top of page
  • Writer's pictureMike Shepherd

STORIES FROM JACOBITE ABERDEENSHIRE, 1745.


Provost Skene's house and Marischal College, Aberdeen.


The people of Aberdeenshire contributed to the Jacobite cause in the 1745 Jacobite Rising. That’s not to say that Aberdeenshire was predominantly Jacobite. It was generally reckoned that sentiment favoured the Jacobite cause in the shire, whereas the town of Aberdeen was considered to be two thirds pro-government and one third Jacobite. One could also mention that some but not all of the local aristocrats were enthusiastic Jacobites, that their tenant farmers were mostly reluctant to take up arms, whereas the Presbyterian Church ministers supported the government, but not those in the Episcopalian Church.


When Charles Edward Stewart landed in the Western Isles in 1745, several Highland clans rose to support him. On hearing this, Sir John Cope headed to the Highlands to confront them, only to discover that the Jacobites were too strong for his army, many of whom were inexperienced recruits. His plan was now to move to Inverness, and then to Aberdeen, where his army could then be shipped to the south of Scotland to defend Edinburgh. While in Aberdeen he removed the cannons from the fort at the harbour and several hundred small arms from the town itself, leaving Aberdeen defenceless. The Jacobites then moved in and occupied Aberdeen for five months. They left in February 1746 when the Duke of Cumberland arrived in Aberdeen with his army. The Duke of Cumberland remained here for six weeks, before finally marching north to fight the Battle of Culloden in April.



Here are some true stories from that time.


Alexander Leith was a fifty-something tenant farmer from Gartly in Aberdeenshire, who was seized by the Local Jacobites, and under threat of execution, was compelled to join their army. He had initially fled from his house to escape their clutches, only returning on thinking it safe to do so. That, and the corn needed to be harvested. While he was occupied gathering the corn, the Jacobites returned and grabbed him. Alexander Leith was made a captain, and marched into England with Bonny Prince Charlie’s army. On the return home he was captured at Carlisle, taken to Newgate jail in London, and was hanged in November, 1746.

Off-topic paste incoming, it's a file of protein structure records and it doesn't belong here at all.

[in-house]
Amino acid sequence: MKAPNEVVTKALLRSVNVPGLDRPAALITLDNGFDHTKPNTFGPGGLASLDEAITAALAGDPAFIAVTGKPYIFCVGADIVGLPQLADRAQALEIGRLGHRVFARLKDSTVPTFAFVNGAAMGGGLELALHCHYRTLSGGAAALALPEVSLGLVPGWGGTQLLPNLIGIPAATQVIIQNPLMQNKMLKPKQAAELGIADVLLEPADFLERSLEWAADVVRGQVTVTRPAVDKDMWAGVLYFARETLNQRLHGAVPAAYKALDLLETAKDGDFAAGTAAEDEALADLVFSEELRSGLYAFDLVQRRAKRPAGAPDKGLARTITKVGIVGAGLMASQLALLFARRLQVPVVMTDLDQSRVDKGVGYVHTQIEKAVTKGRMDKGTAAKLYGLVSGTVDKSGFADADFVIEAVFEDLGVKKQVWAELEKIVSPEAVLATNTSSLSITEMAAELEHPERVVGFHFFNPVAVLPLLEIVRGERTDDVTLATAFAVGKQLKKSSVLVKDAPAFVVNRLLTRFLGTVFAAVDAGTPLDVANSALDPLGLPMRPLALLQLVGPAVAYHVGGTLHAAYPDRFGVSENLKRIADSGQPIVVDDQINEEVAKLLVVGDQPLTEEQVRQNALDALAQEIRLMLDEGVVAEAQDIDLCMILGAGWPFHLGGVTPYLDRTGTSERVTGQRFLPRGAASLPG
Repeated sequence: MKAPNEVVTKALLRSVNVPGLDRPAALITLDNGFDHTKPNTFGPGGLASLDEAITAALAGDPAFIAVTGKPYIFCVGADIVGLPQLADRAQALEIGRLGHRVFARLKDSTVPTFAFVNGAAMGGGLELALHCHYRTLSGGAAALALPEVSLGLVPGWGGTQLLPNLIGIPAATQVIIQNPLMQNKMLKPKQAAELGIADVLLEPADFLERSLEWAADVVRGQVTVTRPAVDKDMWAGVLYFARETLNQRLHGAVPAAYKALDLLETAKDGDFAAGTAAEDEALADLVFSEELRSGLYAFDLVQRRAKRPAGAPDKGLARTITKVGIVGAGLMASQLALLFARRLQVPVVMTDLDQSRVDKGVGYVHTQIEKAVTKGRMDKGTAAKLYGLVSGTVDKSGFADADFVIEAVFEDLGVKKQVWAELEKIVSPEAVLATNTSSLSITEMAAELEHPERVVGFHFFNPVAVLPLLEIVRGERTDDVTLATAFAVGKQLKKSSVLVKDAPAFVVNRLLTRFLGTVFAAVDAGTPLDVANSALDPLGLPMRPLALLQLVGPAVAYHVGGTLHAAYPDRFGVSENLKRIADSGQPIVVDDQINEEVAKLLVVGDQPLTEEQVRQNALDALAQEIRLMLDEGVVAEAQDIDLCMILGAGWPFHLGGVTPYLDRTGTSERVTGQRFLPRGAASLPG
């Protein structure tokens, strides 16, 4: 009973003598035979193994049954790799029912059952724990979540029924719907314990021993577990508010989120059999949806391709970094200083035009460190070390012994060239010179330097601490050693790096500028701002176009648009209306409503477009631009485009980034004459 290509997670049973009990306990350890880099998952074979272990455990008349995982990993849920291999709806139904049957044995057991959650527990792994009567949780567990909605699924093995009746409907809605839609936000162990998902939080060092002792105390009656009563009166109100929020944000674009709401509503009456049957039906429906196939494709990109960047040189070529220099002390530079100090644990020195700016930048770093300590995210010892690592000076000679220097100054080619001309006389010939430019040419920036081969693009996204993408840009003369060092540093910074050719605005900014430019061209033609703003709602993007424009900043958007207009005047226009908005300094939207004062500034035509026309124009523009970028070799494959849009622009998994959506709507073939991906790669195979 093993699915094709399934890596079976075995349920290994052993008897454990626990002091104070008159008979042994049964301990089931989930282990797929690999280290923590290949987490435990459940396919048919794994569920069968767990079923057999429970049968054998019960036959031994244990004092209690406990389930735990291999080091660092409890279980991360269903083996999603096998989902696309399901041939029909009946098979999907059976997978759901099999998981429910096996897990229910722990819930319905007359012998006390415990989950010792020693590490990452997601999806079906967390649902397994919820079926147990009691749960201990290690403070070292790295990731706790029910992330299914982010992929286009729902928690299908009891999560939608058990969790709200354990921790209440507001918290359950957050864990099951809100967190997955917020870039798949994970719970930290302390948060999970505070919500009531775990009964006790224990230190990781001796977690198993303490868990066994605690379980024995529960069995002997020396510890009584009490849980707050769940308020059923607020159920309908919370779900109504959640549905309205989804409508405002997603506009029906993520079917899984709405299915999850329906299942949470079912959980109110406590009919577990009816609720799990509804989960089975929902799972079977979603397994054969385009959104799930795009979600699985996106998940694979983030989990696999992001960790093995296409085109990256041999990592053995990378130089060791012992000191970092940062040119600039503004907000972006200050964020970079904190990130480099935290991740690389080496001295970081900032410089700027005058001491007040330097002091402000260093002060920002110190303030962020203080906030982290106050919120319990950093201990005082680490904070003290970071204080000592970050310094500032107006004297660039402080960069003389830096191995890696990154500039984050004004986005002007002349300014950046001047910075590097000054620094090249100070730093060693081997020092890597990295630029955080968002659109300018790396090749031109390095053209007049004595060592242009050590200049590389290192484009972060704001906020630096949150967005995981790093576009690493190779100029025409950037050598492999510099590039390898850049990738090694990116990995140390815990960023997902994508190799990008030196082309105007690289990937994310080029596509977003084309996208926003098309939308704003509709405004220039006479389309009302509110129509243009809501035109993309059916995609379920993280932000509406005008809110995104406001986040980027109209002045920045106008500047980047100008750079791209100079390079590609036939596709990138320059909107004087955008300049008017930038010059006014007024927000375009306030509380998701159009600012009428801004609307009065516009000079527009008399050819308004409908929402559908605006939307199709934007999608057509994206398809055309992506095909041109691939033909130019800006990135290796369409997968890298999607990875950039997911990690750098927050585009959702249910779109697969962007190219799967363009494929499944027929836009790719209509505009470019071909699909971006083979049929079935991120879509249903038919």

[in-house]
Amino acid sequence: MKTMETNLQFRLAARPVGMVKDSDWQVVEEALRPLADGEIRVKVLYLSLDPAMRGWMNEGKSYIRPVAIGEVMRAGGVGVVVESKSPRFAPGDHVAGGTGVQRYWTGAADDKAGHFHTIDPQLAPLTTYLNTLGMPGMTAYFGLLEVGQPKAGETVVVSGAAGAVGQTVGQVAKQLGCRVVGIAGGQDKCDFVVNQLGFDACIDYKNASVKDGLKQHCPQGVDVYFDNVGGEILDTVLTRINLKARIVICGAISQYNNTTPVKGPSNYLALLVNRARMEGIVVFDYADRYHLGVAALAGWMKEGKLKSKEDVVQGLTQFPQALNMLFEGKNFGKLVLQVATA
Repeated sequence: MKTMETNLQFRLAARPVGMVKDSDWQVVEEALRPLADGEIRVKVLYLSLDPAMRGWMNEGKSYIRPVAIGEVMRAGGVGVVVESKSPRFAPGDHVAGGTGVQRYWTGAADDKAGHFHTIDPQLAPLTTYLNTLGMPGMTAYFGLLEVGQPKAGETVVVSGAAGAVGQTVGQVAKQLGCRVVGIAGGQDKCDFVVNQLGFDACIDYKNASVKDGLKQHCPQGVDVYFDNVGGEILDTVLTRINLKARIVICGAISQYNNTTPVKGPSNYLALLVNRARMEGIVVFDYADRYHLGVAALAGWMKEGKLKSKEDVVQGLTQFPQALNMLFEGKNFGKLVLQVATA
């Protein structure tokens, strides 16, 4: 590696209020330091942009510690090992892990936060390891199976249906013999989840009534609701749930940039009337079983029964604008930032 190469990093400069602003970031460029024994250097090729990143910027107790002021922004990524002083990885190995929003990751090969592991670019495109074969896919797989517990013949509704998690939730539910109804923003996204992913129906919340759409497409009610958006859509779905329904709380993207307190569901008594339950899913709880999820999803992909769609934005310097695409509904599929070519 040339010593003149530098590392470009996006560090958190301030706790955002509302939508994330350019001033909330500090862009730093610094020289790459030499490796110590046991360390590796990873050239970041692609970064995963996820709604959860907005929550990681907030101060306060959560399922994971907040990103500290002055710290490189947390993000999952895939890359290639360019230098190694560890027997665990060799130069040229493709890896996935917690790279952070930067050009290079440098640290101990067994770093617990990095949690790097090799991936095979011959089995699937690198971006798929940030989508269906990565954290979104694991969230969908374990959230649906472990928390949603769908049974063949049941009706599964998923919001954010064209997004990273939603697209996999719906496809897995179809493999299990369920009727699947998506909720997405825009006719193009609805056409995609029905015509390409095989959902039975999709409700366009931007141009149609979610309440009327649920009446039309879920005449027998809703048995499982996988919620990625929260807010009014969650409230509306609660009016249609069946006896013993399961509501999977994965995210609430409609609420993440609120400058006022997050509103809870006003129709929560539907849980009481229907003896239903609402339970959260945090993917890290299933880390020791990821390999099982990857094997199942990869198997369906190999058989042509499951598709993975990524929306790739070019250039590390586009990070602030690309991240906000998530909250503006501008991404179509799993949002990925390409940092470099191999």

Shortly before his execution, he wrote this letter to his brother:


‘Dear Brother, I am to suffer upon the 28th of this month. There is one thing I am guilty of that I cannot die without letting it be known, which is, that child that Elizabeth Anderson put upon John Chisholm, by my advice, I believe is mine. I earnest do repent for it, and I hope in the mercies of God he will pardon me for it. I beg of you let it be known to everyone and do not conceal it. God be with you all. I hope our meeting will be in a better place than here.

Your affectionate brother, Alexander Leith.



Walter Mitchell, farmer from King Edward in Aberdeenshire, was in his mother’s house when Jacobite soldiers seized him for their army. He resisted, receiving a wound in the head for his efforts. He was brought south bareback on a horse with his feet tied together under the horse’s belly. His mother caught up him with him at Montrose, pleading with the Jacobites to let him go. When she offered them twenty guineas for her son’s release, she was told that they wanted men not money. Walter was captured at Carlisle and put on trial in London. Although sentenced to hang, he was reprieved on condition of transportation, and was then shipped ‘to the Americas’.



St Nicholas Church, Aberdeen.


Reverend John Bisset, minister of East St Nicholas Church in Aberdeen, kept a diary at the time which has survived. He was a government supporter.


OCTOBER 24, 1745. This day, there was a beating up for recruits to Lord Lewis Gordon, for the Pretender. Stoneywood is also at Aberdeen recruiting; they come little speed. I am ravished to hear that, when the drum beats, not a few of the boys cry God save King George. I love an early seasoning against the spirit of Jacobitism.